Sometimes our science fiction loving counterparts over there in the US don't even get a chance to see a whole series before it is taken off the air. The likes of HAUNTED, POINT PLEASANT, EASTWICK and one of the all time favourites (according to the number of visits the page on The Sci Fi Freak Site gets compared to all the others) AMERICAN GOTHIC didn't get a full run out on the US station first time around. All of these were shown in full (though not necessarily in the right order) in the UK when they were shown.
Now it doesn't matter how quickly a show fails to make the grade in terms of money and success, it will pick a number of fans no matter how short a time it gets. Those fans will be hurt by the sudden loss of the show. We're starting to think here that every time we get to like something it gets summarily axed. Those fans deserve to be shown a little bit of respect by the networks that commissioned the show in the first place.
That might sound a bit much, but we refer you to three examples where this has been done. The first is FARSCAPE, which was cancelled after the end of the fourth season with two major characters left in bits (literally). In order to resolve that particular storyline, a two part mini-series known as THE PEACEKEEPER WARS was undertaken and gave some sort of closure to those who had invested four years in following the Crichton/Aeryn love story, not to mention the fate of the muppets in the show. Second up is ALIEN NATION, which only got one season, but left half of alien cop George's family dying of a virus engineered to kill the newcomers. A TV movie followed entitled DARK HORIZON that effectively tied up two of the major plot threads as well as the more personal character stories. So successful was that movie that it was followed by three more of variable quality. Finally we give you FIREFLY, the cancellation of which is still a cancer that eats away at the very souls of those who fell in love withe show and every one of its characters in its very short TV run (you can tell we liked it can't you?). OK, so the movie here was released into cinemas, but the principles applies that it gave some sort of closure for the characters and was voted as the film of the year by the viewers to the ever popular BBC film review show Film (insert year here).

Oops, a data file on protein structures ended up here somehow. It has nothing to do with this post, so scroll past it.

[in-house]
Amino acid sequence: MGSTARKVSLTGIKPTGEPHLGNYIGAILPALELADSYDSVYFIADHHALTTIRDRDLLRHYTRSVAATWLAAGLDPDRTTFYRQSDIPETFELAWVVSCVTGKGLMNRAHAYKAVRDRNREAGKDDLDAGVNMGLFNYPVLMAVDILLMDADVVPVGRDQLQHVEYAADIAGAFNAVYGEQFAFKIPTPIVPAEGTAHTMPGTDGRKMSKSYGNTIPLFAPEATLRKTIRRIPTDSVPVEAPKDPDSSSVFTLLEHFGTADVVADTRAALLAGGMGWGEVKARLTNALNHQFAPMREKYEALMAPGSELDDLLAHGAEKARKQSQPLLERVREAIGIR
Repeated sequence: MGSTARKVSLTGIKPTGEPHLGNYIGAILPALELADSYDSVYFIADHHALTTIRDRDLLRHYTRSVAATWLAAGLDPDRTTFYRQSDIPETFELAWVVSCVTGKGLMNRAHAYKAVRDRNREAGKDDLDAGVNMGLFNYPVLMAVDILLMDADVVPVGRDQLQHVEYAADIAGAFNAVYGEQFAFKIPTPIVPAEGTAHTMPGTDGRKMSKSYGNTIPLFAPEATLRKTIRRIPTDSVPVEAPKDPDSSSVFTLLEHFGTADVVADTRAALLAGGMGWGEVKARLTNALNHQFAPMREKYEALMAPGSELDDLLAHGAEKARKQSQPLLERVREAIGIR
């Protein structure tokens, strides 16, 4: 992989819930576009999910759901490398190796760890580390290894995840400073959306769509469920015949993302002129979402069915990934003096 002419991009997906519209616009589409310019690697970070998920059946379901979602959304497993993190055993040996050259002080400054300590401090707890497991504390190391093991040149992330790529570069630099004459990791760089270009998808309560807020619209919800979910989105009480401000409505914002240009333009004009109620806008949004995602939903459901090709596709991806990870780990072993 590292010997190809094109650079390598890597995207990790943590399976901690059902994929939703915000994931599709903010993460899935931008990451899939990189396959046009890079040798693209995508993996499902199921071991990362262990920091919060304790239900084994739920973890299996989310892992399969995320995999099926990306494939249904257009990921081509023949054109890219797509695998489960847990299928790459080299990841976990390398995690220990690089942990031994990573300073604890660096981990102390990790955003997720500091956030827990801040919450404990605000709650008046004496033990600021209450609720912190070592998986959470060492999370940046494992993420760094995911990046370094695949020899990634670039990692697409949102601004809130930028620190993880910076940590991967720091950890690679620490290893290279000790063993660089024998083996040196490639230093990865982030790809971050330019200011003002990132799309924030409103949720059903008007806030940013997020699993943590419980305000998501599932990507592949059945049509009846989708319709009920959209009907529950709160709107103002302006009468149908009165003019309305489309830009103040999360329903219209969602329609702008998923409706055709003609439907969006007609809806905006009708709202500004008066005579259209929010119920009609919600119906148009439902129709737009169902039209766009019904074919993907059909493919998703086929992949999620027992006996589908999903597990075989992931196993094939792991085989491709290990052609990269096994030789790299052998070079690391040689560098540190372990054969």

If TV networks want our time to fuel their profitability (and make no mistake that viewer numbers are all they care about because that's what makes the money) then we should expect a little faith in return.
So come on network moguls, when you have to kill off our favourite shows then throw us the bone of a resolution.